And the current situation isn't much better than what they have planned for us: OSHA has no jurisdiction over nukes in America (and has complained about this on a number of occasions), and Cal-OSHA hasn't inspected the plants in years, and refuses to, despite public pressure.  EPA has (in their myopic viewpoint) no jurisdiction either, except to say how much radiation might be too much -- which they don't do very well either -- but they have no regulatory authority to stop the production of ever more radioactive waste (they claim).  So it's all up to the DOE and its regulatory arm, the NRC, to set America's energy policy.  The NRC is actually just a few hundred "experts" who bounce back and forth between industry and government, and don't regulate a thing.  Millions of lives are in their incompetent hands.


Russell Hoffman
Californians Revolting Against Plutonium
Carlsbad, CA


At 03:01 PM 1/24/02 , CAPPcoord posted:
PG&E press release:

January 22, 2002


Federal Law Gives Bankruptcy Courts the Ability to Preempt State Law; Utility
Seeks to Preempt the Fewest Number of State Laws Necessary to Get Plan

SAN FRANCISCO - As requested by the U.S. Bankruptcy Court, Pacific Gas and
Electric Company today filed its response to preemption and Eleventh
Amendment immunity objections to its Disclosure Statement submitted by the
California Public Utilities Commission (CPUC), the California Attorney
General and six other parties. On January 25, the Court is scheduled to hear
oral arguments on these issues.

Federal law gives the Bankruptcy Court the authority to preempt applicable
state laws in order to confirm a plan of reorganization and allow the debtor
to pay creditors and emerge from Chapter 11. The Bankruptcy Code also allows
a plan to transfer assets without approval of state agencies.

"Congress has deliberately withheld from state regulators the very veto power
over public utility reorganizations that the CPUC seeks to wield in this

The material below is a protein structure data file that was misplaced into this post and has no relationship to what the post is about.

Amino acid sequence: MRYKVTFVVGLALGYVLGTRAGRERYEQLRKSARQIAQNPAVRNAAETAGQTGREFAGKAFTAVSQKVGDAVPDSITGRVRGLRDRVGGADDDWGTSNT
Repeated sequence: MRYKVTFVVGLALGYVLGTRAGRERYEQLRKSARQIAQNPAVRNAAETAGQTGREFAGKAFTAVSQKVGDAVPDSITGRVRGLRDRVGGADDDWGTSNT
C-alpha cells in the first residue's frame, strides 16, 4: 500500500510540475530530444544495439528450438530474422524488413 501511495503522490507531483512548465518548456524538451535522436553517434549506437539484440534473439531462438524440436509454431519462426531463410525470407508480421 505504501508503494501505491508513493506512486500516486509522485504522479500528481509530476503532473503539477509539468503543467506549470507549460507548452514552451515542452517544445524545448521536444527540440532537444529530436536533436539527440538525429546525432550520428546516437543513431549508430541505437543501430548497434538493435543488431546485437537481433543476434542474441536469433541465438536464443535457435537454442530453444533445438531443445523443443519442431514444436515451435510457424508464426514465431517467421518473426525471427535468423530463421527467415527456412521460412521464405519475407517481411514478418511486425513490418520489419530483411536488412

case: Congress has expressly determined that only a 'rate change provided for
in the plan' of reorganization is subject to state regulatory pre-approval,"
PG&E stated in its filing. "PG&E plan does not call for such a change in

Under PG&E's plan of reorganization, all valid claims would be paid in full
by borrowing against the full value of the assets, the utility would regain
its creditworthy status and the state could get out of the energy business.

PG&E's plan asks the Court to preempt some 37 CPUC regulations and state
laws, out of the thousands of laws and regulations under which the utility
operates, in order to complete the transfer of certain assets and establish
three new California-based companies. PG&E's plan of reorganization seeks to
preempt the minimum amount of laws and regulations necessary to allow it to
emerge from bankruptcy.

The plan does not ask the Court to exempt PG&E from the ordinary regulatory
oversight of the CPUC and other state agencies. Following the adoption of the
plan, all of the businesses will continue to be subject to all applicable
federal, state and local public health, safety and environmental laws and

"Having succeeded in precipitating the bankruptcy, the CPUC now seeks to
prevent PG&E from solving its financial problems through the orderly
reorganization process established by federal law by arguing at the threshold
that the Bankruptcy Court is powerless to confirm the plan of
reorganization," the utility said.